The prevention document, released during ESC Congress 2021, marked the first update of this section of the guidelines in 8 years. It featured changes that reflect the arrival of a pair of drug classes with proven benefits in CV outcomes but that experts say are underutilized.
Updated prevention guidelines from the European Society of Cardiology (ESC) call for the use of sodium glucose co-transporter 2 (SGLT2) inhibitors and glucagon-like peptide-1 receptor agonists (GLP-1 RAs) in certain circumstances, along with a host of recommendations for diet, exercise, alcohol use, and public policy changes to improve cardiovascular (CV) health at the population level.
The prevention document, released August 30 during ESC Congress 2021, marked the first update of this section of the guidelines in 8 years. It featured changes that reflect the arrival of a pair of drug classes with proven benefits in CV outcomes but that experts say are underutilized. The prevention guidelines were published in the European Heart Journal.1
New Level 1 recommendations—a level earned because there is evidence or general agreement that a treatment or procedure is beneficial, useful, and effective—include guidelines for screening, medication, categorization of patients by risk level, and mental health considerations, which should be seen as “influencing” if they impede use of the health care system. Level 1 changes include:
Screening. These recommendations are built around the SCORE2 algorithm, which is the updated version ofSystematic COronary Risk Evaluation (SCORE).2 These are charts for high and low CV disease (CVD) risk levels based on gender, age, total cholesterol, systolic blood pressure, and smoking status, with levels of relative risk and qualifiers, as well as instructions. The SCORE2-OP algorithm is to be used for older persons.3
Guidelines call for using SCORE2 to develop a 10-year fatal and nonfatal CVD risk profile in apparently healthy people <70 years without any of the following: established atherosclerotic CVD (ASCVD), diabetes, chronic kidney disease (CKD), high blood pressure (BP), or a genetic lipid disorder. Use SCORE2-OP for patients >70 years.
Classification. The guidelines state: “Patients with established ASCVD and/or diabetes and/or moderate-to-severe renal disease and/or genetic/rarer lipid or BP disorders are to be considered at high or very high CVD risk.”
Guidelines call for a stepwise treatment approach if patients are apparently healthy but have a high or very high ASCVD risk. The same approach is recommended for those with established ASCVD and/or diabetes, while considering CVD risk, benefit of treatment, risk modifiers, comorbidities, and individual patient preferences. Guidelines specifically call for “an informed discussion” about CVD risk and treatment benefits.
Intervention. Once a patient is diagnosed with heart failure (HF), the guidelines recommend enrollment in a comprehensive program to reduce the risk of HF hospitalization.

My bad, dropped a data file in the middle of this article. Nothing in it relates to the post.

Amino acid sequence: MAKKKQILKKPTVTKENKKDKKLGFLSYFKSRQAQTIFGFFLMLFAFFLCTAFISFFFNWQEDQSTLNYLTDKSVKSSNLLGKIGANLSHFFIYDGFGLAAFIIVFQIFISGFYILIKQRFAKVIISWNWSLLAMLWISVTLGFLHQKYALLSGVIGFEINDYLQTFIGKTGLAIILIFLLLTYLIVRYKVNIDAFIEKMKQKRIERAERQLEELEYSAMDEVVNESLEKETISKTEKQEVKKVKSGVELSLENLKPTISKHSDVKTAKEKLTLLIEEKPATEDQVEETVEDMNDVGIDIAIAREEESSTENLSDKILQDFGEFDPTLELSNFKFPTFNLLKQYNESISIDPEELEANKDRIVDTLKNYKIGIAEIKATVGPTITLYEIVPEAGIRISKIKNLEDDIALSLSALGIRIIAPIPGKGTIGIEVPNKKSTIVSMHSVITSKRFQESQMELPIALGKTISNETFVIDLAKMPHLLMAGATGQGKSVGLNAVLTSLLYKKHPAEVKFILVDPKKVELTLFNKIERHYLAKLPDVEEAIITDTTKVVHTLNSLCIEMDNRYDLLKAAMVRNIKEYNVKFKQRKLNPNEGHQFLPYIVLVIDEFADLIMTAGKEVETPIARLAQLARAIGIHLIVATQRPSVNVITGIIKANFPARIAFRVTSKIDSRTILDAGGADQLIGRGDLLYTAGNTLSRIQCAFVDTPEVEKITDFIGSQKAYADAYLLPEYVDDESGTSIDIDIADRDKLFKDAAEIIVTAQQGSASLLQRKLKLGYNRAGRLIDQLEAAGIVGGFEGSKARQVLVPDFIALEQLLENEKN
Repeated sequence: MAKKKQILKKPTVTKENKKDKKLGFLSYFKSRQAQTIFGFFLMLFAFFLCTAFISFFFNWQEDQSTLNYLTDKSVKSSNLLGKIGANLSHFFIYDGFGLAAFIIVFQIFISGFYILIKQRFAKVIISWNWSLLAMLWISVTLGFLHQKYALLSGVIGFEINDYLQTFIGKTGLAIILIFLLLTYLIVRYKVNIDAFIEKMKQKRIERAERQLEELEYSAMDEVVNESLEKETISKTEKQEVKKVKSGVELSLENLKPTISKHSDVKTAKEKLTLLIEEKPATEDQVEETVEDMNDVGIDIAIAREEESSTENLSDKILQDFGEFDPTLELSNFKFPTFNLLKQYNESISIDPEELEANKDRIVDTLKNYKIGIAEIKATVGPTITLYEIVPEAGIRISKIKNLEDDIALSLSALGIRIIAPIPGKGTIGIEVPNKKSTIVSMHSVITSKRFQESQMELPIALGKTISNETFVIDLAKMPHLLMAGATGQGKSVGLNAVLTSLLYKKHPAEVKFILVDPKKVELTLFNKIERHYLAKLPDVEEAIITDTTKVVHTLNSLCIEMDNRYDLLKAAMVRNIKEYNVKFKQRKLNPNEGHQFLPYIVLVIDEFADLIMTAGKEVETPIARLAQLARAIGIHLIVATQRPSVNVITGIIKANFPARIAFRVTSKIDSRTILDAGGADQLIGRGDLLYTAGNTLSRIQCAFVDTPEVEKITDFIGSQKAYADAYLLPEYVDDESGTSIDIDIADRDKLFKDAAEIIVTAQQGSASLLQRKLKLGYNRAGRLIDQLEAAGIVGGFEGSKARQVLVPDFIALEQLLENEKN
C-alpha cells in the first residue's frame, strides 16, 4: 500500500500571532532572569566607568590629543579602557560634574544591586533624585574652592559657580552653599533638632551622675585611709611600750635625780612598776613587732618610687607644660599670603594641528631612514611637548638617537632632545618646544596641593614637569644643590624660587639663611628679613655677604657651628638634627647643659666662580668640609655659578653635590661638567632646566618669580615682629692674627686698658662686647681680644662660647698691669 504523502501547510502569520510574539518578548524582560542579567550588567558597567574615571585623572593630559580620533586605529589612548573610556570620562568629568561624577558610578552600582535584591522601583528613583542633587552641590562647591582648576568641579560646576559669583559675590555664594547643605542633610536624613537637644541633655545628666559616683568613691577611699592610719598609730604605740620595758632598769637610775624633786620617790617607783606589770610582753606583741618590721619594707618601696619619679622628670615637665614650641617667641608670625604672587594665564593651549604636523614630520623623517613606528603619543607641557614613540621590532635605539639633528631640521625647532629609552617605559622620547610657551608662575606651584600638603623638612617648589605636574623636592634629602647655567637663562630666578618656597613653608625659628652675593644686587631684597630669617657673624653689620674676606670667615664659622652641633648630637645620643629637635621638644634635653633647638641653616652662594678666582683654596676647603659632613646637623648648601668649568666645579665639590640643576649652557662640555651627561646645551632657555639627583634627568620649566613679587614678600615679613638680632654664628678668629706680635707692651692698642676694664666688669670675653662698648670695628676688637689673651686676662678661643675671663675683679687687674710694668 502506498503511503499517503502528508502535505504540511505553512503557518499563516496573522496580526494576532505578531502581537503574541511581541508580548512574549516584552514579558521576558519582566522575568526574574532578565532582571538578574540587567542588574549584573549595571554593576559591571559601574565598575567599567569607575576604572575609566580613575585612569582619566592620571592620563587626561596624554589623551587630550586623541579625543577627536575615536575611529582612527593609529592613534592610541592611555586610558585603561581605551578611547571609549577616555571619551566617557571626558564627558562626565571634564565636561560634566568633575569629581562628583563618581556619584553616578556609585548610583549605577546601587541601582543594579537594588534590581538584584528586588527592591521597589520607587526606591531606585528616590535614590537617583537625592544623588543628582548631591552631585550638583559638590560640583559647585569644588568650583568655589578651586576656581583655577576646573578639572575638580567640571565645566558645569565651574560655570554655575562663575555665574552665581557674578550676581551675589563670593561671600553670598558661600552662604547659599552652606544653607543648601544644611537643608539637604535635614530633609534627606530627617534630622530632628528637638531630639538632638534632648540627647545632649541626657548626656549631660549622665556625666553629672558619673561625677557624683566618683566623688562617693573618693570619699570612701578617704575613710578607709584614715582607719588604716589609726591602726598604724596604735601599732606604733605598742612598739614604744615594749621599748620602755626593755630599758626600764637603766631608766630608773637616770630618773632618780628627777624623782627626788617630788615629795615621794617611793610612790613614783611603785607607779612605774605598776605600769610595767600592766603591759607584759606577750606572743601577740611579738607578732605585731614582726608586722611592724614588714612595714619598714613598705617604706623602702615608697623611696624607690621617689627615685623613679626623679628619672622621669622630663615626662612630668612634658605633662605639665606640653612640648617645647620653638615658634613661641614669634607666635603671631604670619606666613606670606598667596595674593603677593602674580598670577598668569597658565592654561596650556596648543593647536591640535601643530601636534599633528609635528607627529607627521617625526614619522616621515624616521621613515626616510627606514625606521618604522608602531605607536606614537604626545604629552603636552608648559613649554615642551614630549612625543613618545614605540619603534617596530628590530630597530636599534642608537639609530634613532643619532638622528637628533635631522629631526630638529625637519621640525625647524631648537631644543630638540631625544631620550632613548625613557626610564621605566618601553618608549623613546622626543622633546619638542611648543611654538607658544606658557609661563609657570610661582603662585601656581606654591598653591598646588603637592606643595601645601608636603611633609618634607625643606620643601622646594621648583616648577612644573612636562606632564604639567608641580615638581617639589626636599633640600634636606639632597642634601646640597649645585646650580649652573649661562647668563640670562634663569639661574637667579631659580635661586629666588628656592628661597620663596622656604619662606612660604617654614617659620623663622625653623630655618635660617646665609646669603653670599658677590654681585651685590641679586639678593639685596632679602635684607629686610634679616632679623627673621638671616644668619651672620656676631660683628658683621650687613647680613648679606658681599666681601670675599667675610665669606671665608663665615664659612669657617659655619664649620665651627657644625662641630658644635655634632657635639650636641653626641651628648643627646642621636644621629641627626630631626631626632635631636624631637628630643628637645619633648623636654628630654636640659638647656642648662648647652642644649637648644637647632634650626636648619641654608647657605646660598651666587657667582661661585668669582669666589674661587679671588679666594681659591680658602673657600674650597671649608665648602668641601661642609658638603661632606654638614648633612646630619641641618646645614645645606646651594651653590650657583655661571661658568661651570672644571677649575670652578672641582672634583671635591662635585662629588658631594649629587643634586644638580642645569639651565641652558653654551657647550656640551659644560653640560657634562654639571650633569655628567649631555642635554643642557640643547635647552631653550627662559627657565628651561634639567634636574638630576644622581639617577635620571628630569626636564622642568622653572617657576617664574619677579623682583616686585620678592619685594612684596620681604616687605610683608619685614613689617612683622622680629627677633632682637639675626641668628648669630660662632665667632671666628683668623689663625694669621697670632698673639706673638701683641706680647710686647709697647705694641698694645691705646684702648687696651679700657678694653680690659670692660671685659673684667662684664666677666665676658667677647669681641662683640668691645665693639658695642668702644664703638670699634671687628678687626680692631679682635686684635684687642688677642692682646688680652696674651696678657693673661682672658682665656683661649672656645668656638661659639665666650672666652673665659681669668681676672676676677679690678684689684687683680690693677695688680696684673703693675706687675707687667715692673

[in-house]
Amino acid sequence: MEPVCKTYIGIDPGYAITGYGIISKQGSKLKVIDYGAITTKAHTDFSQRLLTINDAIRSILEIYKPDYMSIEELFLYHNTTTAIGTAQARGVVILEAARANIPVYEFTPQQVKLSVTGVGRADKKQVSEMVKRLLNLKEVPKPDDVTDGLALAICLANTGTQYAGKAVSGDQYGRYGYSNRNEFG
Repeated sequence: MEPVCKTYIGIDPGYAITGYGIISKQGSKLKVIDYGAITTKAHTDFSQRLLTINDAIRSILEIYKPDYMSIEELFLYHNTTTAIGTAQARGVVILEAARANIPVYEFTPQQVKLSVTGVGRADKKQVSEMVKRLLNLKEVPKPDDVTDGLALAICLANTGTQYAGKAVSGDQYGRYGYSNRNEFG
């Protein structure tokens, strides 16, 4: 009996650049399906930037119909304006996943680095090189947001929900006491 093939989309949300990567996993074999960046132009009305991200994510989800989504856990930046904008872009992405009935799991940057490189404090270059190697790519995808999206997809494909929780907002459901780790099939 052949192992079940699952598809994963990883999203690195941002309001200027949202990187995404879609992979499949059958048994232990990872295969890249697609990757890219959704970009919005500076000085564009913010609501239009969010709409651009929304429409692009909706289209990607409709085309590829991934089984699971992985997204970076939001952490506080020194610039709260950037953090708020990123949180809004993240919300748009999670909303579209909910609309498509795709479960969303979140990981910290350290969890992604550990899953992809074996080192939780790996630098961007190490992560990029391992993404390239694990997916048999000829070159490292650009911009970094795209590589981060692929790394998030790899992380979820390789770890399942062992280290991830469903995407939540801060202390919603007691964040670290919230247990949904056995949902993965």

If patients have a cerebrovascular event, guidelines call for improvements in lifestyle factors alongside appropriate pharmacological management.
Identification of risk factors and concomitant diseases—and their management—is essential to treatment if a patient is diagnosed with atrial fibrillation.
BP and cholesterol goals. The prevention guidelines feature specific targets for BP and low-density lipoprotein cholesterol based on risk level, diabetes status, and age. The guidelines state that the “first objective of treatment” is to lower BP to < 140/90 mm Hg, and that subsequent targets should be tailored to each patient’s age and comorbidities.
Lifestyle. Multiple studies about the effects of sitting for long periods have appeared since 2013, and the new guidelines call for reducing sedentary time “to engage in at least light activity throughout the day to reduce all-cause and CV mortality and morbidity.”
Dietary recommendations call for a Mediterranean or similar diet and for eating fish, preferably fatty, at least weekly, while limiting processed meat.
Alcohol should be limited to 100 g per week (10 drinks), and smoking cessation is recommended “regardless of weight gain,” as this does not lessen the ASCVD benefits of quitting smoking.
Treatment. Treatment of ASCVD risk factors is recommended in apparently healthy people without diabetes, CKD, high BP, or lipid disorders if they have very high CVD risk, defined as SCORE2 > 7.5% for those less than 50 years; SCORE2 > 10% for those aged 50 to 69 years; and SCORE2-OP > 15% for those 70 years or older.
Therapies. For patients with type 2 diabetes (T2D) and ASCVD, using a GLP-1 RA or SGLT2 inhibitor “with proven outcome benefit” is recommended to prevent CV events and improve cardiorenal outcomes.
If patients have T2D and CKD, an SGLT2 inhibitor is recommended to improve CVD and cardiorenal outcomes. In those with T2D and HF with reduced ejection fraction, an SGLT2 inhibitor is recommended to cut the risk of HF hospitalization and CV death, consistent with recommendations released August 27, 2021, for HF.4
Adding a second antithrombotic drug (a P2Y12 inhibitor or low-dose rivaroxaban) to aspirin for long-term secondary prevention should be considered in patients who are at high risk of ischemic events.
Policy.Guidelines recommend measures to limit air pollution, including reducing the use of fossil fuels and reducing particulate matter and carbon dioxide emissions, to reduce CV death and disease at the population level.